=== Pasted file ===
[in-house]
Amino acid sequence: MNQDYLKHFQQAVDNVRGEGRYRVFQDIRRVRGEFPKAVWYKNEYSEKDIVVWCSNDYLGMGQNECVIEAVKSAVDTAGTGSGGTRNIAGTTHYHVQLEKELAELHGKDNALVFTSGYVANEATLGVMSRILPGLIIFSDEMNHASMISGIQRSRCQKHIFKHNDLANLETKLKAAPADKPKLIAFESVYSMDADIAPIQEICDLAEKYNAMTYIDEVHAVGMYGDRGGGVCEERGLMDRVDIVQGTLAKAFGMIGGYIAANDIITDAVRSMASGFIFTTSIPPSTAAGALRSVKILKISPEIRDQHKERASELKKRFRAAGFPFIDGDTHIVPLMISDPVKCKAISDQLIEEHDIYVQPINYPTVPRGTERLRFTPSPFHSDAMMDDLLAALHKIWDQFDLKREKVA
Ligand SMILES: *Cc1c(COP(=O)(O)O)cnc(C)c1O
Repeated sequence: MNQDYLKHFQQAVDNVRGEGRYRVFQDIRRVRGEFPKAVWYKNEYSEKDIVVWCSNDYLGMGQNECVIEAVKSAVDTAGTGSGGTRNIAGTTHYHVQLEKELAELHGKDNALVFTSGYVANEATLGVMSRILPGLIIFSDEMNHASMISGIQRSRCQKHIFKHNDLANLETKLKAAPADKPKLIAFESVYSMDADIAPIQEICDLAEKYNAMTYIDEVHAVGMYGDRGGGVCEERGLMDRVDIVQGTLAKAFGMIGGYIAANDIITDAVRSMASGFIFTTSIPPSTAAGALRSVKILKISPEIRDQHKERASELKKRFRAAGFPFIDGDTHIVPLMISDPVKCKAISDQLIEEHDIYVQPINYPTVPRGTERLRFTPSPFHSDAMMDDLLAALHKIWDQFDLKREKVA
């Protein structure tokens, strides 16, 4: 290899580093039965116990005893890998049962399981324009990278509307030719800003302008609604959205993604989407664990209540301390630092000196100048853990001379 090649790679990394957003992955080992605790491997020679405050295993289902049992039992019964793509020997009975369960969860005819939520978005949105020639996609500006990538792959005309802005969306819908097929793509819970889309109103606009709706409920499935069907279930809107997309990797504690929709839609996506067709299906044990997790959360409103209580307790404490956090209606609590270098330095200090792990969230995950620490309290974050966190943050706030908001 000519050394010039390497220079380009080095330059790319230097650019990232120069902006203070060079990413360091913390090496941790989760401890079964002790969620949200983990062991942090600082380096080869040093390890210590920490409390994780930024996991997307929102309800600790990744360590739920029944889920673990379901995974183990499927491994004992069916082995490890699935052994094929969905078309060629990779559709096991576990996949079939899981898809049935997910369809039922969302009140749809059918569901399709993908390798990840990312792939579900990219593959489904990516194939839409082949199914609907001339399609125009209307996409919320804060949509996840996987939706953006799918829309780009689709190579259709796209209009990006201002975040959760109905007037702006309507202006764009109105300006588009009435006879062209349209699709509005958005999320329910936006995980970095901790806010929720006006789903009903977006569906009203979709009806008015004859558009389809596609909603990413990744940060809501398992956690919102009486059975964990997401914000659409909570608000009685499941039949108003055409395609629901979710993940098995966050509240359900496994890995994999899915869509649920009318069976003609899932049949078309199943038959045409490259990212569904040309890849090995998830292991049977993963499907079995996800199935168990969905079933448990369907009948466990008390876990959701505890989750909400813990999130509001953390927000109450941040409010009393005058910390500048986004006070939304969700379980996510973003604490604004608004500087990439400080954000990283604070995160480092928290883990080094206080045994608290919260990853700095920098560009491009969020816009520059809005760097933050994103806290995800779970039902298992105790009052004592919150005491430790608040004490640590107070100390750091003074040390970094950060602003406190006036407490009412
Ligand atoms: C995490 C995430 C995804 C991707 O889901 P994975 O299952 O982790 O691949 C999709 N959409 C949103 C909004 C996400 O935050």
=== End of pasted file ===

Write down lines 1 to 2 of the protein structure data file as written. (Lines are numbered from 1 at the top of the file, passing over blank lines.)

[in-house]
Amino acid sequence: MNQDYLKHFQQAVDNVRGEGRYRVFQDIRRVRGEFPKAVWYKNEYSEKDIVVWCSNDYLGMGQNECVIEAVKSAVDTAGTGSGGTRNIAGTTHYHVQLEKELAELHGKDNALVFTSGYVANEATLGVMSRILPGLIIFSDEMNHASMISGIQRSRCQKHIFKHNDLANLETKLKAAPADKPKLIAFESVYSMDADIAPIQEICDLAEKYNAMTYIDEVHAVGMYGDRGGGVCEERGLMDRVDIVQGTLAKAFGMIGGYIAANDIITDAVRSMASGFIFTTSIPPSTAAGALRSVKILKISPEIRDQHKERASELKKRFRAAGFPFIDGDTHIVPLMISDPVKCKAISDQLIEEHDIYVQPINYPTVPRGTERLRFTPSPFHSDAMMDDLLAALHKIWDQFDLKREKVA